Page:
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Belle and Sebastian’s Top 10 Songs

on January 16, 2015, 12:00am
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Belle and Sebastian formed just over 19 years ago in Glasgow, Scotland. And within that first year of 1996, they had already released two classic albums and managed to charm fans all over the world in a pre-internet era that seems daunting, especially when you consider the same couple years also featured in-your-face breakthroughs like Radiohead’s OK Computer, Beck’s Odelay, Spiritualized’s Ladies and Gentlemen We Are Floating in Space, and many others.

Belle and Sebastian didn’t overwhelm with their sonics, but rather with the familiarity and beauty of Stuart Murdoch’s melodies, the vividness and quirkiness of his characters, and the assembly of a band of everymen (and women) who were very much not rock stars. At a time before Pitchfork and indie rock were a commodified industry, Belle and Sebastian laid the groundwork of earnest songwriting that a whole culture would build off.

Yeah, we can say all that, but that ignores that there is something special about their music that isn’t quantifiable or explicable — like emotional resonance, nostalgia, discovery of the beauty that is around us in everyday actions, belief in the underdog, and on and on.

Next week, Belle and Sebastian will release their 9th album, Girls in Peacetime Want to Dance. None of the songs from it are on this list, and you’ll notice a general skewing towards their older material here. That isn’t to discount the band’s recent output. We very easily could have made a top 40 Belle and Sebastian songs list (in particular, recent albums have seen Sarah Martin come into her own as a songwriter, taking some of the pressure off Murdoch). Likewise, you’ll see an absence of songs written by Stevie Jackson and Isobel Campbell, which again, is not because they didn’t make some excellent contributions, but because they were crafting tunes against Murdoch, one of the best in music history.

So, these are our 10 favorites from a band that has made a ton of favorites. Hope you enjoy rediscovering these gems.

-Philip Cosores
Aux.Out. Director

10. “Piazza, New York Catcher”

Dear Catastrophe Waitress (2003)

Six albums into their career, Belle and Sebastian began fulfilling what audiences expected — they wore stripes, they were witty, and their pop songs wore accents with pride — but sandwiched in was Dear Catastrophe Waitress, a throwback to their early sound. “Piazza, New York Catcher” has a warm strum that chugs along freely, inviting every pair of ears it hits to get up and follow it off into the distance, past depressing novels, bitter families, and Irish coffee, rambling on in the vein of Bob Dylan. It’s a softer romanticism, and it brings up the then-catcher of the New York Mets, Mike Piazza, of all people. Name-dropping a celebrity who is still alive is a curious decision, especially when you question his sexuality, but Murdoch plays it off with gorgeous enunciation, offering a casual shrug through the audio as if to say, “It’s okay. We don’t care. Just remember to live.” As he continues to outline the bores of long days and dull epitaphs, Murdoch wraps up his acoustic number with a chord hanging in the air. He’s already off to meet you at the statue, and it’s best you get up and chase after him – because really, what else is there to do? -Nina Corcoran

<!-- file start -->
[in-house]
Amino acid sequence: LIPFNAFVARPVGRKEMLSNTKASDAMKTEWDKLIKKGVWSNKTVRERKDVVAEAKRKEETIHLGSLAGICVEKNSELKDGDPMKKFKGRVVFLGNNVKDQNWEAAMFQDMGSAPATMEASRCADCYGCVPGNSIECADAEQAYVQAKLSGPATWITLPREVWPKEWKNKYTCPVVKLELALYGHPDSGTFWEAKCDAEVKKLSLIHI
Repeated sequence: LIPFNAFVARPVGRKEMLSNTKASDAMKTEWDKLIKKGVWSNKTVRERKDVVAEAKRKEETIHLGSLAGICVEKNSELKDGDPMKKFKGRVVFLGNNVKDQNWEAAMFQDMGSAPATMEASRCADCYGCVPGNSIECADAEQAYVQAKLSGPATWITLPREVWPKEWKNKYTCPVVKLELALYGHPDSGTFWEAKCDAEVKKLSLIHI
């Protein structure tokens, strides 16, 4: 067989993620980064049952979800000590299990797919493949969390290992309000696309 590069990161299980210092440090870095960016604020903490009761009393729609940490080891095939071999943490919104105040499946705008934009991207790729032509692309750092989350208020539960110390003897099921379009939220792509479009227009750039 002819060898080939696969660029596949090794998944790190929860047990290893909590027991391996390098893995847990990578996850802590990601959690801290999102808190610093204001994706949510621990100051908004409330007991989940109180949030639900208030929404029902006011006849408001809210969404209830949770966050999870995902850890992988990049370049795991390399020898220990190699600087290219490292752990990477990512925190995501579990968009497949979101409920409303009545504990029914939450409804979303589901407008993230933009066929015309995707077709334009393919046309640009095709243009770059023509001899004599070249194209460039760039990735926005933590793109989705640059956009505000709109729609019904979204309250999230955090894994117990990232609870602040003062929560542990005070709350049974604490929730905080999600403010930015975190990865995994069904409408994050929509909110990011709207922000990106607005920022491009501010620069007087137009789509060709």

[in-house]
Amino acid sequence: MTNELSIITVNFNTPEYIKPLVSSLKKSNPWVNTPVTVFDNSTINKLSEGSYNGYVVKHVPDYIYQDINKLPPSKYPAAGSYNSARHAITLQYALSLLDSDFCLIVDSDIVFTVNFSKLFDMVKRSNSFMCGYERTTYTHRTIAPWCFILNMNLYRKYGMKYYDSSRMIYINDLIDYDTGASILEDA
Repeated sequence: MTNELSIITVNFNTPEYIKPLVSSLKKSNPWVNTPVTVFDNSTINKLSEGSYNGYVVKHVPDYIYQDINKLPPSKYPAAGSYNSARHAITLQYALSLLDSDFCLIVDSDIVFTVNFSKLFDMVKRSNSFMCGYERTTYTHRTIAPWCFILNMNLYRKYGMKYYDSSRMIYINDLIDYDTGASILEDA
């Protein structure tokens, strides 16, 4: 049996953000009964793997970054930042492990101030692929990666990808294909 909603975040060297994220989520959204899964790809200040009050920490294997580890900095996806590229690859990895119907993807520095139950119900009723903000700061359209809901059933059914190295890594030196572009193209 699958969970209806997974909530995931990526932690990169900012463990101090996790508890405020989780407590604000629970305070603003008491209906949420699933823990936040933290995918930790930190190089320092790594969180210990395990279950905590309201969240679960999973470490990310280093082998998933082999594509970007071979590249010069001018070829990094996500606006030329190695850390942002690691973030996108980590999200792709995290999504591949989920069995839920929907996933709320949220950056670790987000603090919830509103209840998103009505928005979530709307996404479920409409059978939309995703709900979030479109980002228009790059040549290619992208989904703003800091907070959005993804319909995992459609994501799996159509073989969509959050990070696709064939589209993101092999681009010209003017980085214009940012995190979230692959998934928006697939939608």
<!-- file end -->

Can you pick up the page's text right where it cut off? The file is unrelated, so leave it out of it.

9. “Sleep the Clock Around”

The Boy with the Arab Strap (1998)

One of the underrated aspects of Belle and Sebastian is their synthy moments, the points where they slyly nod to dance culture despite the fact that they never truly make pure dance music. “Electronic Renaissance” is the most straightforward example of this, but stronger is the subtle and nuanced slow-burner “Sleep the Clock Around”. At a time when Radiohead was putting out OK Computer, Belle and Sebastian sound like they are at least on the same planet as the rest of us, not afraid to insert some sonic twists, as the dueting Murdoch and Isobel Campbell deliver their breathless, always-building melody. “Sleep the Clock Around” is also a song that goes somewhere, that delivers a dramatic payoff for the time it demands of the listener to “get somewhere.” This is a recurring element in Belle and Sebastian’s craft and one of the most rewarding aspects of the band. -Philip Cosores

8. “The State I Am In”

Tigermilk (1996)

There’s a young person, they are in trouble, and they’re going to tell their tale over some upbeat twee. That’s the general summary of every Belle and Sebastian song, but “The State I Am In” was the first time their formula hit our ears, and boy did it sound good. It’s the band’s magnificent debut, and their coy innocence is mirrored in every bedroom guitar line. Lullaby-like indie rock never had us laughing so hard. A young man finds out his brother is gay, marries a girl to keep her from being deported, and is busy kicking crutches out from under the crippled because he thought God swore to heal them all. When the priest winds up penning the boy’s confessions in a book, the boy wanders aimlessly through stores and eventually tries to give his soul up to God, resulting in one of Belle and Sebastian’s finest lines of all time: “And so I gave myself to God/ There was a pregnant pause before He said, ‘Okay.'” It’s so dry and just dark enough that it’s not hard to see the sun on the other side. -Nina Corcoran

7. “The Stars of Track and Field”

If You’re Feeling Sinister (1996)

In terms of unlikely bands to write a song about sports, Belle and Sebastian are up there. But is “The Stars of Track and Field” about sports? In an interview (with me!), frontman Stuart Murdoch admits to still not knowing really what the song is about, but the lead track to their most iconic album is impactful regardless of the narrative. The imagery seems both personal to growing up in Glasgow and universal. Lines like “Kissing girls in English at the back of the stairs/ You’re a honey with a following of innocent boys/ They never know it/ Because you never show it/ You always get your way” evoke a reality even if it isn’t the listener’s. Whether or not the subject of the song likes boys or girls is an ambiguity present in many a Belle and Sebastian song and speaks to a sort of sexual liberation. The title sentiment, though, speaks to an otherworldliness of celebrity and maybe how that even translates to the people we encounter in our lives, how we can only admire them from afar and never truly know them. But if Murdoch doesn’t know what the song is about, maybe it is pointless to make sense of it all. Like the athletes, we can just admire the song for its beauty and sentiment, never truly knowing what makes it tick. -Philip Cosores